The answer(s) to who updates a website can be numerous. In my experience, the person in charge of website management can be anyone from a business owner to a web developer. Even if this day of WordPress and easy-to-use content management systems, sometimes the same person who develops the site is updating it as well. It’s one of those: “it depends” kind of answers.
Small Business Owner as Website Manager
You as a small business owner (or perhaps even “micro business owner,” if you are a sole-entrepreneur making just enough money to support yourself) will often be the one to update your site. And with WordPress, it’s really not that difficult to do. Once the WordPress site is set up, you are usually either editing a page or a post or creating a new page or a post. And updating WordPress and plugins. Remember to update (backup and update): even a default theme like 2012, if it resides on your site, should be updated. It’s there in case of an emergency. (Reminder to self: write a post about updating and backing up WordPress).
Getting back to managing your site: so you are doing it all on your own, although it doesn’t have to be all. There might be times you want to call on Web Guru X or Web Know-A-Lot Y to help you with something (speed, database, deciding on plugins and more).
Yet Another Plugin Not Always the Answer
Sometimes updating your site means making improvements on the site. While many people do this on their own, I see errors in one area: too plugin happy. Some blog owner says, hey, did you try such and such plugin, and off they go running to grab it. I’m going to show an example of how this might hurt.
Let’s say you want to show X posts in Y category in one place on your site. You might think: ah, Plugin XYZ can do that! Well, the problem is, Plugin XYZ also can do about 100 other tasks. And all this code will get added to your site as well. And Plugin XYZ may be adding the code in an inefficient way, slowing down your site. And Plugin XYZ might be added five new tables to your database (did you even know that your database is made up of tables). You might delete Plugin XYZ but not be aware that those tables remain.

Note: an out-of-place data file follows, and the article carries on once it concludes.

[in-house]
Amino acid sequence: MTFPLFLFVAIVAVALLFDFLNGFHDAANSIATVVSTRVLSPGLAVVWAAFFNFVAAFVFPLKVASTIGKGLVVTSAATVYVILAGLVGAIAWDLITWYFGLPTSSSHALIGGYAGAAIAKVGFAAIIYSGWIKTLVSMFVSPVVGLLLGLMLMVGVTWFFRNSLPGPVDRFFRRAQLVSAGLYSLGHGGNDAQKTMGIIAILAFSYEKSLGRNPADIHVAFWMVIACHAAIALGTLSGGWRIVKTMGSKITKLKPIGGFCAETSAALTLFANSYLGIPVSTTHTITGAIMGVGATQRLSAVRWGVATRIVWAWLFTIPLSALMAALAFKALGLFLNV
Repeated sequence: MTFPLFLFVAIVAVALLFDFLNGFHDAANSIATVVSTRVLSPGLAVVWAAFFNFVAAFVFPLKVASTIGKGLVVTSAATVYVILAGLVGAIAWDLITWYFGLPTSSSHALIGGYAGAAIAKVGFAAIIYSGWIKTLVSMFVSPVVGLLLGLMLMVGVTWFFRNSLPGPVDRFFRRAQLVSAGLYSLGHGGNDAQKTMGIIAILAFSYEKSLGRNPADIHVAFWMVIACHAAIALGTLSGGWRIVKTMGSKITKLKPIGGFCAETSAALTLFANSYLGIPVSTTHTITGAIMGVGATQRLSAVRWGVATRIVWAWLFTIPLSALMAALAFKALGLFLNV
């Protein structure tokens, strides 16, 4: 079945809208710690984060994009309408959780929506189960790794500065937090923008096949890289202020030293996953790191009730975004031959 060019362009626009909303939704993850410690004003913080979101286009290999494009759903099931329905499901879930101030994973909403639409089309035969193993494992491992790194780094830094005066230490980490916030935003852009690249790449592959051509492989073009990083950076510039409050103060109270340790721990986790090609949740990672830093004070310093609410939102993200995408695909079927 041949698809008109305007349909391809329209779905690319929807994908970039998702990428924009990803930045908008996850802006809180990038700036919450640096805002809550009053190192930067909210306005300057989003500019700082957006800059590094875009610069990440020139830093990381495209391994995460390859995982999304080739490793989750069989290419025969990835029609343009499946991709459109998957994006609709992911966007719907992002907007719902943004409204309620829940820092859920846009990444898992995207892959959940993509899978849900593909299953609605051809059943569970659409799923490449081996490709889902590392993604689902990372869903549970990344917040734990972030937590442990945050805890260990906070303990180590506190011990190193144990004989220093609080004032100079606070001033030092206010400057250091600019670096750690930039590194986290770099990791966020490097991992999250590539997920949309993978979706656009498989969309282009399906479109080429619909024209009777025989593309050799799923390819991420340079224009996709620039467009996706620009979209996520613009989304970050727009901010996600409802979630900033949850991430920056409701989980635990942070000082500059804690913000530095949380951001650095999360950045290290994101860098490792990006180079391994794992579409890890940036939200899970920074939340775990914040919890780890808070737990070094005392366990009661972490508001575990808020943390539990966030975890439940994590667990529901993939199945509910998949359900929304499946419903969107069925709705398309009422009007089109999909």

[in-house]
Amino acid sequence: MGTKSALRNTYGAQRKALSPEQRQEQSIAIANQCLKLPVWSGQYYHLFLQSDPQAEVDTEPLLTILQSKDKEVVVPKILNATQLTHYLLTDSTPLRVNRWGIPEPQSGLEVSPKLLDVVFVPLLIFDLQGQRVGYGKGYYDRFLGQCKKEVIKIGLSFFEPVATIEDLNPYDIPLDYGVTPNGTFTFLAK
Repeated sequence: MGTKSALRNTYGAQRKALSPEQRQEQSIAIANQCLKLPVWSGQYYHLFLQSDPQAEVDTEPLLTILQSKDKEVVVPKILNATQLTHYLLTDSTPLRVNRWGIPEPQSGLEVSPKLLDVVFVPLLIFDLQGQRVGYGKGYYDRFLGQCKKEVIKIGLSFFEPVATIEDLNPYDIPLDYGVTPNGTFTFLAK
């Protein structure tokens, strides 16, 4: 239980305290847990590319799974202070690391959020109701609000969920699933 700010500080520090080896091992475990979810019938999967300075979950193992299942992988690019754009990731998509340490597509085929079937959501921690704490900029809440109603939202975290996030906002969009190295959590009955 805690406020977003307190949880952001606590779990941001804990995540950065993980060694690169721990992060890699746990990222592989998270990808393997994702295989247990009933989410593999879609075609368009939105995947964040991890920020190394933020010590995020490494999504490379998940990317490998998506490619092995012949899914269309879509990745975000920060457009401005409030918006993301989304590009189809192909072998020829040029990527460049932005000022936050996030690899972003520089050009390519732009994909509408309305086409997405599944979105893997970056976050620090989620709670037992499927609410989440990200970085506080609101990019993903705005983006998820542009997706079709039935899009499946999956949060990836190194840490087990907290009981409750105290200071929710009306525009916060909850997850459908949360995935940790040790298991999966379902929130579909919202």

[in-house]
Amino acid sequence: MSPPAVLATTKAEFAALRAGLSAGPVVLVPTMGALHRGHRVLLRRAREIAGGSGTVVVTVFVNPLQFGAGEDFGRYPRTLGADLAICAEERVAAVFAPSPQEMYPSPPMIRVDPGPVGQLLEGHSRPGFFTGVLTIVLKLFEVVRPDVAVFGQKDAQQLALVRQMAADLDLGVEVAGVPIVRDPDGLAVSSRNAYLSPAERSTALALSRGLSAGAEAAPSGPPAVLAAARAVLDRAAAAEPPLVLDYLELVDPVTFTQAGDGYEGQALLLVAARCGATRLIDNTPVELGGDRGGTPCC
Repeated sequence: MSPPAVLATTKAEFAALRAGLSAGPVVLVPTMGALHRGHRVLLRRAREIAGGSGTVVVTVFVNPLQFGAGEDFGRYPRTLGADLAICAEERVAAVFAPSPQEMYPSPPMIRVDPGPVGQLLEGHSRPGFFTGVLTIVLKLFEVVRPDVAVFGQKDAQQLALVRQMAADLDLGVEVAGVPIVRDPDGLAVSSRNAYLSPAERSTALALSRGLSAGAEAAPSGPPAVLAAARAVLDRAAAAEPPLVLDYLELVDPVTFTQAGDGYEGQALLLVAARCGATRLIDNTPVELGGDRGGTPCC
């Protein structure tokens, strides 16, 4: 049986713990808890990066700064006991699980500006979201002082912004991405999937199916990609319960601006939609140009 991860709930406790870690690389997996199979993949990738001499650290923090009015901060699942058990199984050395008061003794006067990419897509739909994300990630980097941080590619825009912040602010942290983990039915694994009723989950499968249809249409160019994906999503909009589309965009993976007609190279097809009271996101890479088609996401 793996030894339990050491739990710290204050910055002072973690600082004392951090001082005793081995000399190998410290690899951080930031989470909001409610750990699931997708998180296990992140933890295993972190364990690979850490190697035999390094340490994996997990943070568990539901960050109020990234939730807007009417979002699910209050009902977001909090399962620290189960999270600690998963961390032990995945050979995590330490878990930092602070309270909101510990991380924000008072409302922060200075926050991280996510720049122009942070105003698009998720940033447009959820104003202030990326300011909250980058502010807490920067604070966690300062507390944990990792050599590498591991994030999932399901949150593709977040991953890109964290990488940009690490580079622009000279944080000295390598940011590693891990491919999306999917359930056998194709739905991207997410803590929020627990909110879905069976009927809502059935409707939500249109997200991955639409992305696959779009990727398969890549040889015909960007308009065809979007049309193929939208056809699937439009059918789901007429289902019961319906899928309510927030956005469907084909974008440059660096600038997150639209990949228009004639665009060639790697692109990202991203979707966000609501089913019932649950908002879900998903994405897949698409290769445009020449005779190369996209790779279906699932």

On the other hand, if you ask a web developer who knows WordPress code, they might be able to add a few simple lines of code using a WPQuery to add exactly what you want.
Updating Most, But OK to Rely on Others
Maybe you want a nice graphic to go with that post? I often create graphics or slides for my clients. Maybe you want to try a slideshow somewhere? Or a page with multiple photos? I recently created a large directory for a client with viewing alphabetically or by group as options. Attractive and unique blog headers are also projects that I’ve done in the past. You don’t have to do *everything* on your own. You can hire a web developer or a web designer to do a piece of your website.
Having Someone Else Do it All
Finally, there are those clients (I have a few) who would rather have me do every single update. As they no doubt will NOT be reading this post, I need not go into further details.
Your Turn, Please
So, what do you think? When are the times one can do it on one’s own, and when does one ask for help? Feel free to tell your own story in the comments.